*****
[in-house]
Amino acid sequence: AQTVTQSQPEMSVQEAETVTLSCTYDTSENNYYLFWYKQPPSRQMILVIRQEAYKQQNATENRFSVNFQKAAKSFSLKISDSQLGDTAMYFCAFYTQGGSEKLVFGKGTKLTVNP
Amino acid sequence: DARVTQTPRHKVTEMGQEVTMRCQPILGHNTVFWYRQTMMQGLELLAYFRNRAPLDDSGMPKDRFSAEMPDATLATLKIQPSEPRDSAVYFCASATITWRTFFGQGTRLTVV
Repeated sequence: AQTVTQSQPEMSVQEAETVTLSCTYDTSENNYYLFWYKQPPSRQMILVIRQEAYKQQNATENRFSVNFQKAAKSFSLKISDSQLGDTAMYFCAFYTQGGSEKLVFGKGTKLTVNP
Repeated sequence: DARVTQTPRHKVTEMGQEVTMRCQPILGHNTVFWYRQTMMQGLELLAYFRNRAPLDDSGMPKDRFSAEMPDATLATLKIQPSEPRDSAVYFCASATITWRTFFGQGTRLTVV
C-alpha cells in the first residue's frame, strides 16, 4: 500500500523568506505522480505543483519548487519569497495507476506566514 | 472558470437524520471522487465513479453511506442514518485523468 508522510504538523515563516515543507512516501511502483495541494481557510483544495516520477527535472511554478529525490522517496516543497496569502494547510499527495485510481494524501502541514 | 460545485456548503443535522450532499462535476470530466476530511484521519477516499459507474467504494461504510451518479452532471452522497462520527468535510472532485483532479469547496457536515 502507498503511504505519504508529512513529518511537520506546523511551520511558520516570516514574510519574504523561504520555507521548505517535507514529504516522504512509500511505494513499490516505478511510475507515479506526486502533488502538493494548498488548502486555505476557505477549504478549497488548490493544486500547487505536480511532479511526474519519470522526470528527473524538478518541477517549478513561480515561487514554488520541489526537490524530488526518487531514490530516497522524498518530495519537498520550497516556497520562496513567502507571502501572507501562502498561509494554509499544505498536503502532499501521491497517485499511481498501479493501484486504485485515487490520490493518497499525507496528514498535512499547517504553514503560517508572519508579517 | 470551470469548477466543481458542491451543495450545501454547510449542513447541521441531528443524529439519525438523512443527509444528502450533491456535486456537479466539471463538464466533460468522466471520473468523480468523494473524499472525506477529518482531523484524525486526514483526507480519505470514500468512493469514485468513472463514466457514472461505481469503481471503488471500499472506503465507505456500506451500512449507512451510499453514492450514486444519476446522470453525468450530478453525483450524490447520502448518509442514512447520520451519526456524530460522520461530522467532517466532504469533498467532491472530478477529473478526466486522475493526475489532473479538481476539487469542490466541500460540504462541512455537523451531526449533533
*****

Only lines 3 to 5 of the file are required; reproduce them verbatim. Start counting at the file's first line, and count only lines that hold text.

Amino acid sequence: DARVTQTPRHKVTEMGQEVTMRCQPILGHNTVFWYRQTMMQGLELLAYFRNRAPLDDSGMPKDRFSAEMPDATLATLKIQPSEPRDSAVYFCASATITWRTFFGQGTRLTVV
Repeated sequence: AQTVTQSQPEMSVQEAETVTLSCTYDTSENNYYLFWYKQPPSRQMILVIRQEAYKQQNATENRFSVNFQKAAKSFSLKISDSQLGDTAMYFCAFYTQGGSEKLVFGKGTKLTVNP
Repeated sequence: DARVTQTPRHKVTEMGQEVTMRCQPILGHNTVFWYRQTMMQGLELLAYFRNRAPLDDSGMPKDRFSAEMPDATLATLKIQPSEPRDSAVYFCASATITWRTFFGQGTRLTVV